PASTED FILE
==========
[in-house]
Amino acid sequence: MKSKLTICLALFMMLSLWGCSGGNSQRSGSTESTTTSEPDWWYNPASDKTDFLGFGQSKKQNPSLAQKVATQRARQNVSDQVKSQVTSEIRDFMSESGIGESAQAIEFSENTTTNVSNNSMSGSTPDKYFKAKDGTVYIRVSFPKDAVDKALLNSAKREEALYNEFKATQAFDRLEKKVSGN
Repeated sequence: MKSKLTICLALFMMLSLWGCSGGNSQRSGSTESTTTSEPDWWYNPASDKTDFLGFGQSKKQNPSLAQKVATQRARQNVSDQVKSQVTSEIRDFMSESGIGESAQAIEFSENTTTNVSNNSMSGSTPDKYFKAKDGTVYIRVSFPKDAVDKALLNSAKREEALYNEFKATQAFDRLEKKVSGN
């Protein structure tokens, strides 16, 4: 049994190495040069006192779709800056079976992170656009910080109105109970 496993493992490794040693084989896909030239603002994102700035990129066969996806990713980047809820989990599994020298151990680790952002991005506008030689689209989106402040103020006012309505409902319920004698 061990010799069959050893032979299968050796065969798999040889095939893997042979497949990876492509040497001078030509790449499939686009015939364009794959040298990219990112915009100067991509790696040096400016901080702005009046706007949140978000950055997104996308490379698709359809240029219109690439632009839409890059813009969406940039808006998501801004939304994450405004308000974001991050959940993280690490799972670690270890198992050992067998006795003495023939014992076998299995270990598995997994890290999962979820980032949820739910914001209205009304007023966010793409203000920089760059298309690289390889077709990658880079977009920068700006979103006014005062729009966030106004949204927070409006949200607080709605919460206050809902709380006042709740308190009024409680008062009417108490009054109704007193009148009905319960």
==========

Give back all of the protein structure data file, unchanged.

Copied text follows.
[in-house]
Amino acid sequence: MKSKLTICLALFMMLSLWGCSGGNSQRSGSTESTTTSEPDWWYNPASDKTDFLGFGQSKKQNPSLAQKVATQRARQNVSDQVKSQVTSEIRDFMSESGIGESAQAIEFSENTTTNVSNNSMSGSTPDKYFKAKDGTVYIRVSFPKDAVDKALLNSAKREEALYNEFKATQAFDRLEKKVSGN
Repeated sequence: MKSKLTICLALFMMLSLWGCSGGNSQRSGSTESTTTSEPDWWYNPASDKTDFLGFGQSKKQNPSLAQKVATQRARQNVSDQVKSQVTSEIRDFMSESGIGESAQAIEFSENTTTNVSNNSMSGSTPDKYFKAKDGTVYIRVSFPKDAVDKALLNSAKREEALYNEFKATQAFDRLEKKVSGN
């Protein structure tokens, strides 16, 4: 049994190495040069006192779709800056079976992170656009910080109105109970 496993493992490794040693084989896909030239603002994102700035990129066969996806990713980047809820989990599994020298151990680790952002991005506008030689689209989106402040103020006012309505409902319920004698 061990010799069959050893032979299968050796065969798999040889095939893997042979497949990876492509040497001078030509790449499939686009015939364009794959040298990219990112915009100067991509790696040096400016901080702005009046706007949140978000950055997104996308490379698709359809240029219109690439632009839409890059813009969406940039808006998501801004939304994450405004308000974001991050959940993280690490799972670690270890198992050992067998006795003495023939014992076998299995270990598995997994890290999962979820980032949820739910914001209205009304007023966010793409203000920089760059298309690289390889077709990658880079977009920068700006979103006014005062729009966030106004949204927070409006949200607080709605919460206050809902709380006042709740308190009024409680008062009417108490009054109704007193009148009905319960």